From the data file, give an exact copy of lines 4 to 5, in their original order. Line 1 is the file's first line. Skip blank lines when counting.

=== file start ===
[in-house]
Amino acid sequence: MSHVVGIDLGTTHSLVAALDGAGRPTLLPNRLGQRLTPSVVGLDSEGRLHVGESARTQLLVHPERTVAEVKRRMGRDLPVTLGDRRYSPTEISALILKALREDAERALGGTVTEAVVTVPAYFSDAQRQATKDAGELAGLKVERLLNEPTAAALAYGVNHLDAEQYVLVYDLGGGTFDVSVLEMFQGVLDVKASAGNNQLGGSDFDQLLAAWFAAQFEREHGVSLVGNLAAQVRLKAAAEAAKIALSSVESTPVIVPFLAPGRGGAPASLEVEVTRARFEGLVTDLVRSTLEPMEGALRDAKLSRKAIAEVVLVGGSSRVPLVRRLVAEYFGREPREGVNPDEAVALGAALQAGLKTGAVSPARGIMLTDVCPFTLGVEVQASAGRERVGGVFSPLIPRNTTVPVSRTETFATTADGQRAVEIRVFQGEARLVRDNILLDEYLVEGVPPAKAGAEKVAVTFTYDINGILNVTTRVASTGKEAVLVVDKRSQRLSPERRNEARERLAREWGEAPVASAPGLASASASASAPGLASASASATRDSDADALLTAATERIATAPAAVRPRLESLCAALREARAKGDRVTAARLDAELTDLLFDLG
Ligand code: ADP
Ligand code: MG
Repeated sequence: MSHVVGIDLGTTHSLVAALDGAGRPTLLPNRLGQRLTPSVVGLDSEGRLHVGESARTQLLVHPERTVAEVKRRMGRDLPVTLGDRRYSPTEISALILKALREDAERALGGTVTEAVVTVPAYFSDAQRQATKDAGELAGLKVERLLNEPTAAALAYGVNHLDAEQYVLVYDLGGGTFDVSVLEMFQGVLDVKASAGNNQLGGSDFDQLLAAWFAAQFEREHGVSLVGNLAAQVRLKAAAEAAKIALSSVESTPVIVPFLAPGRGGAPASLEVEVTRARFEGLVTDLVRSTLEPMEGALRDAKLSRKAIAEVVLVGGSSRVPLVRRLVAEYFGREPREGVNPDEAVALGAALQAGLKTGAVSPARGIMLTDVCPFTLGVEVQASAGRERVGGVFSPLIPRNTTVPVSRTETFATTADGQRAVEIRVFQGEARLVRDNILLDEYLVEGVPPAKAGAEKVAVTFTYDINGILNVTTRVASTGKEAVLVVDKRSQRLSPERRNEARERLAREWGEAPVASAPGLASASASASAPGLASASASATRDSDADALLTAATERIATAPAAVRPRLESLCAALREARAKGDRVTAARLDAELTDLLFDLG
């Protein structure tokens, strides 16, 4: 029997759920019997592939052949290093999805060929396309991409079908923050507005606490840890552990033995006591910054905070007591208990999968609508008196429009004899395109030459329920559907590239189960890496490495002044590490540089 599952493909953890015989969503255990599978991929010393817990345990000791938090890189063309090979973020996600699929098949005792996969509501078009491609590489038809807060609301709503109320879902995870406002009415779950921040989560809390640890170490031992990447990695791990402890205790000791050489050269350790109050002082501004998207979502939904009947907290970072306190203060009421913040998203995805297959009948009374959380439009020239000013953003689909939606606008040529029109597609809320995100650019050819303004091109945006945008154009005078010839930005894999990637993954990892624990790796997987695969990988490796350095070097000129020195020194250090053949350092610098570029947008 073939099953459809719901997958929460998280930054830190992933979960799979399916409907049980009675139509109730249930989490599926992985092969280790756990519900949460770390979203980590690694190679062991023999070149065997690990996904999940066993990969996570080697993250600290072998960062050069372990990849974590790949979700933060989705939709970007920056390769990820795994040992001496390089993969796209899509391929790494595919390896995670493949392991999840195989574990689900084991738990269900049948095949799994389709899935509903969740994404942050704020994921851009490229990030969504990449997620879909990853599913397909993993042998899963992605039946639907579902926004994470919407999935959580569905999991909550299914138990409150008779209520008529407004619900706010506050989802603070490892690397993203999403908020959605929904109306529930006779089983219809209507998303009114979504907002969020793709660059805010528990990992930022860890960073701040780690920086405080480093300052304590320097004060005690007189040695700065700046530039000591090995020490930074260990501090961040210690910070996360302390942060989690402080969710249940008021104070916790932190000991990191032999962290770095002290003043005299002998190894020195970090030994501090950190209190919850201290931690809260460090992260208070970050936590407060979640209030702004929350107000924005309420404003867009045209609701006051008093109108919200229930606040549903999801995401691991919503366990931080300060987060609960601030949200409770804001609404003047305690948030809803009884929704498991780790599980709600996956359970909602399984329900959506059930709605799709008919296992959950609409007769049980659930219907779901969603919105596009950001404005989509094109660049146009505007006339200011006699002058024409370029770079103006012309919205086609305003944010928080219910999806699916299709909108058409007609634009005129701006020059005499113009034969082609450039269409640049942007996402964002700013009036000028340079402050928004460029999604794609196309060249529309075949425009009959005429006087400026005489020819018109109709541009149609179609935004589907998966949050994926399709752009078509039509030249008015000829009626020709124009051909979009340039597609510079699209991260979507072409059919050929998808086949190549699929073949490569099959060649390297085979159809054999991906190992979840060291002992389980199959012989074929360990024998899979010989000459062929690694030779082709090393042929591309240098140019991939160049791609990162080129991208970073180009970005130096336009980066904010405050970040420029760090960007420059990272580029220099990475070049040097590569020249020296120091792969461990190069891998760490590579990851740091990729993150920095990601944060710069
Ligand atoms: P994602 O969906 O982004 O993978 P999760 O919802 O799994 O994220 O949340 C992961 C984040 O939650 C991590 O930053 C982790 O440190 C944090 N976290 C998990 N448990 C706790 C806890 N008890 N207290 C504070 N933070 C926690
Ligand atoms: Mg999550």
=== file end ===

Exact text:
Ligand code: MG
Repeated sequence: MSHVVGIDLGTTHSLVAALDGAGRPTLLPNRLGQRLTPSVVGLDSEGRLHVGESARTQLLVHPERTVAEVKRRMGRDLPVTLGDRRYSPTEISALILKALREDAERALGGTVTEAVVTVPAYFSDAQRQATKDAGELAGLKVERLLNEPTAAALAYGVNHLDAEQYVLVYDLGGGTFDVSVLEMFQGVLDVKASAGNNQLGGSDFDQLLAAWFAAQFEREHGVSLVGNLAAQVRLKAAAEAAKIALSSVESTPVIVPFLAPGRGGAPASLEVEVTRARFEGLVTDLVRSTLEPMEGALRDAKLSRKAIAEVVLVGGSSRVPLVRRLVAEYFGREPREGVNPDEAVALGAALQAGLKTGAVSPARGIMLTDVCPFTLGVEVQASAGRERVGGVFSPLIPRNTTVPVSRTETFATTADGQRAVEIRVFQGEARLVRDNILLDEYLVEGVPPAKAGAEKVAVTFTYDINGILNVTTRVASTGKEAVLVVDKRSQRLSPERRNEARERLAREWGEAPVASAPGLASASASASAPGLASASASATRDSDADALLTAATERIATAPAAVRPRLESLCAALREARAKGDRVTAARLDAELTDLLFDLG